Though I don't generally work with deities, and most contact with entities I have is done through their initiative, I'd like to say they don't always deserve it. Some paths have had their more 'darker' entities thrown down into being evil like Loki, the Rokkr, Set, Anubis, and countless others. To many who worship/work with these entities they are not evil, maybe darker than some, but not evil. It really depends on the path itself, and the person following said path.
However, it seems now a days that deities are seen in two sides, instead of in varying 'shades of gray' like they were usually seen in the old days. This may be in part to Christianities dormant effects of those who converted to other faiths, or do to other beliefs, experiences, or the information (whether false or not) the person may have.
I try not to ever presume and entity is one way or another until I have met/felt them for myself. Even when one may feel 'evil' to me, I still try to understand their point of view, see myself in their shoes, in an attempt to gain my personal judgement of said entity.
Re: Underworld gods?
By: Roseblood_13 / Beginner Dec 23, 2013
Post # 4
It all depends on which god of the underworld. Each god of the underworld is different depending on which Pagan path you follow. But whether their reputation is good or bad, they deserve it because of their history.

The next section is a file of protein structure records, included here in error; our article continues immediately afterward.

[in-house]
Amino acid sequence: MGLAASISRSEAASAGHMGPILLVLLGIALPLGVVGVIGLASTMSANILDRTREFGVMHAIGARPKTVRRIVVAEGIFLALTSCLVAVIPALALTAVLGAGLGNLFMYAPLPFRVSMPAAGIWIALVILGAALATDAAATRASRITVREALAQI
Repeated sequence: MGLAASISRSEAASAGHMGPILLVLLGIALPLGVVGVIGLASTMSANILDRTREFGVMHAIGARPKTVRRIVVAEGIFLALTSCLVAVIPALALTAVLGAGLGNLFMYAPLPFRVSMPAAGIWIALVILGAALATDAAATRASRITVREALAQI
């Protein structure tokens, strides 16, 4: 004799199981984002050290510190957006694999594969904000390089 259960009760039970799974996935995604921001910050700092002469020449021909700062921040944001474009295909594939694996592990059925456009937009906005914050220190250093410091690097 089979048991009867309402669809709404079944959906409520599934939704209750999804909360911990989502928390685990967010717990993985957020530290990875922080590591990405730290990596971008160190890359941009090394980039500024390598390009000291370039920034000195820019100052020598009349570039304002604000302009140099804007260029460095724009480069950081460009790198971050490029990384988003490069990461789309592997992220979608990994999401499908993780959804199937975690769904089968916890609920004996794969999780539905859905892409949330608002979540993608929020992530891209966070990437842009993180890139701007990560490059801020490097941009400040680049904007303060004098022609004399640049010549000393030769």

Re: Underworld gods?
By: WhiteRav3n / Knowledgeable Dec 23, 2013
Post # 5
Most pagan cultures honor both the beings of the underworld and their ancestors that they believe have passed through it. It is not seen as evil. Death was not feared like it is now. People had wakes in their living room, not a funeral home. Death has been displaced in modern society and people are shielded from it. How many people can say they've seen someone die in front of them? How many people can say they've seen a corpse without makeup to make it look "alive" still? Back then, everyone could. When someone in the family grew ill, they died at home with their family, not in a hospital. When someone died, they were cleaned and dressed by their family and buried by their family. It was a deeply personal experience and a personal relationship with the cycle of life, death, and rebirth.